Saturday, November 13, 2010


This week for work I interviewed Nick Vujicic, a 27-year-old who was born with no limbs. He's a motivational and inspirational speaker and has a new book out, Life Without Limits. (You can read part of the interview here.)

Nick's focus is convincing folks to live for their specific God-given purpose. Interest timing for me, as I've been thinking a lot the past few weeks about purpose.

I don't think we necessarily have one sole purpose. I have no doubt that for 19 months my most important purpose was to help Steve fight cancer with wild abandon and then help him slow down as his body necessarily came to rest.

But that can't be my only purpose, right? You don't reach your ultimate purpose at 38 and then just wander aimlessly.

Caring for and guiding Cooper and Katie is my most essential purpose now. And though I'll never stop being a mom, I do know that one day they'll be on their own and rely on me much less. (Though last week, Katie did say that she would live in this very house when she was an adult. Cooper said, "No, I called the house like a year ago.")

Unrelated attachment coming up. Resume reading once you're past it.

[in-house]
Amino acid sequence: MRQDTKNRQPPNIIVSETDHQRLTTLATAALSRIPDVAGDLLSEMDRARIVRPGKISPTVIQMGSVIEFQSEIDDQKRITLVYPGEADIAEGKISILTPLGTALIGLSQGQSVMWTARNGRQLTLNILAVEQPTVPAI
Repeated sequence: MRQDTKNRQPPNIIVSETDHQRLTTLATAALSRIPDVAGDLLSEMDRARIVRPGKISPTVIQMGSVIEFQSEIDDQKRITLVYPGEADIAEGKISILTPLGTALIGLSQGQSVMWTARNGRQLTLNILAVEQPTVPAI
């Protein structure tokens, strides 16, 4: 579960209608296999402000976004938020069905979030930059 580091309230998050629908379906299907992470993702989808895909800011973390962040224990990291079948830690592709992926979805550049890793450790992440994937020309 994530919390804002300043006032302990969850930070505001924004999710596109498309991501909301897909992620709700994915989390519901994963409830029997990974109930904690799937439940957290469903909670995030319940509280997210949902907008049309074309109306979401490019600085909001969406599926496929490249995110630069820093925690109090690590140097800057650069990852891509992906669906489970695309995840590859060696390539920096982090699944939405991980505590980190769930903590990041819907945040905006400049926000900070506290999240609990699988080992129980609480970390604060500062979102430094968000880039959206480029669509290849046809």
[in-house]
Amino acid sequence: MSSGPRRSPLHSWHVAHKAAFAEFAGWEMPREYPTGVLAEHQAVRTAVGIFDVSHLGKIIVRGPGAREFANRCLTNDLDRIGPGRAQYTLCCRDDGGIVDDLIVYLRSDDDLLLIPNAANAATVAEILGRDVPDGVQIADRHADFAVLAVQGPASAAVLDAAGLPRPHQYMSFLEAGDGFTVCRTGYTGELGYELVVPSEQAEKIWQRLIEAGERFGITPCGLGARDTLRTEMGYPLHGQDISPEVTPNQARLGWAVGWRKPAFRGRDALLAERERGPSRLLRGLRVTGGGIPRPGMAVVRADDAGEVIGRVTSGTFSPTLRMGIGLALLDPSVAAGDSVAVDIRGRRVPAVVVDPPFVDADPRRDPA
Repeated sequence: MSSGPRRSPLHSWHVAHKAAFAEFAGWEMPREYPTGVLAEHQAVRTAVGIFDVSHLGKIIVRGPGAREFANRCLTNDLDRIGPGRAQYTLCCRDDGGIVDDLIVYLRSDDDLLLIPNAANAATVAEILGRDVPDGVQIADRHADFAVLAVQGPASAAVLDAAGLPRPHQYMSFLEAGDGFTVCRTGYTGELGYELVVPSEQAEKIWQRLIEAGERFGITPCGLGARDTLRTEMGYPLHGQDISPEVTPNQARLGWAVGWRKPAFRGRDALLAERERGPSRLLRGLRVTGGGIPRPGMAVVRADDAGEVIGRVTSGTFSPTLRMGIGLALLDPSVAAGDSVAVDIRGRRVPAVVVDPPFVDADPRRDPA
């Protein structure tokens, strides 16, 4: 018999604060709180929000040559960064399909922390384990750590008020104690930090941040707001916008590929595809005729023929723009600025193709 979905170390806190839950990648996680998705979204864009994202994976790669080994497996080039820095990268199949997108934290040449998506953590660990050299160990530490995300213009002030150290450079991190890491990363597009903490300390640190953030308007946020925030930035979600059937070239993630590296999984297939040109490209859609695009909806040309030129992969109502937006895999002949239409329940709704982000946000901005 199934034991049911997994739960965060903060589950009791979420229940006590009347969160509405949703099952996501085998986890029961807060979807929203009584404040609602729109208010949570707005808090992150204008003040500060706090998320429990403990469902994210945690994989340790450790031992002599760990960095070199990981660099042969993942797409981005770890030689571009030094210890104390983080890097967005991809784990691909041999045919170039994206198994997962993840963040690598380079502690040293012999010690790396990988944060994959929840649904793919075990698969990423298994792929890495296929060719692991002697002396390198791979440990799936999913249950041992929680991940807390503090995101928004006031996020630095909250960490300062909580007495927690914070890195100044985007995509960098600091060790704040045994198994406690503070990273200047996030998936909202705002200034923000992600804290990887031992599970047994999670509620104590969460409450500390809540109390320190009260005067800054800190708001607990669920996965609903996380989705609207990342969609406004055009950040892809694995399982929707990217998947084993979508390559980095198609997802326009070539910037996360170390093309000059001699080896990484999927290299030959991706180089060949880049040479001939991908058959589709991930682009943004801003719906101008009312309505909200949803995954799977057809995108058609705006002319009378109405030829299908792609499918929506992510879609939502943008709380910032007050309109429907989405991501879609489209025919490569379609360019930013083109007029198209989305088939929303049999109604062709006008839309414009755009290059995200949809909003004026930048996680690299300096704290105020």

Photo of sunrise over Lewisville Lake, e-mailed to me from Steve on Nov. 3, 2007, with the message "Good morning!"

About three years ago this weekend, Cooper and Steve were at their first family Cub Scout campout. Steve would send me text messages from the campsite (just a few miles away) and occasional photos from his Blackberry.

Steve had started having some of the symptoms that led to his diagnosis, but we hadn't yet connected the symptoms. We had no clue what would unfold in the next few weeks.

This weekend, Cooper and Uncle Greg are at the same campout. Greg is sending text messages and photos from his iPhone.

I am sad for Cooper, who would love to have his Daddy pitching the tent, fishing and roasting marshmallows.

But I'm thankful for loving, reliable adults who enthusiastically step in. With the stellar family trio of Papa, Uncle Jim and Uncle Greg, our children have positive male role models who will never replace Steve but who provide their own kind of fatherly love.

They have new purposes, too, and I'm thankful that they accept their roles so cheerfully.

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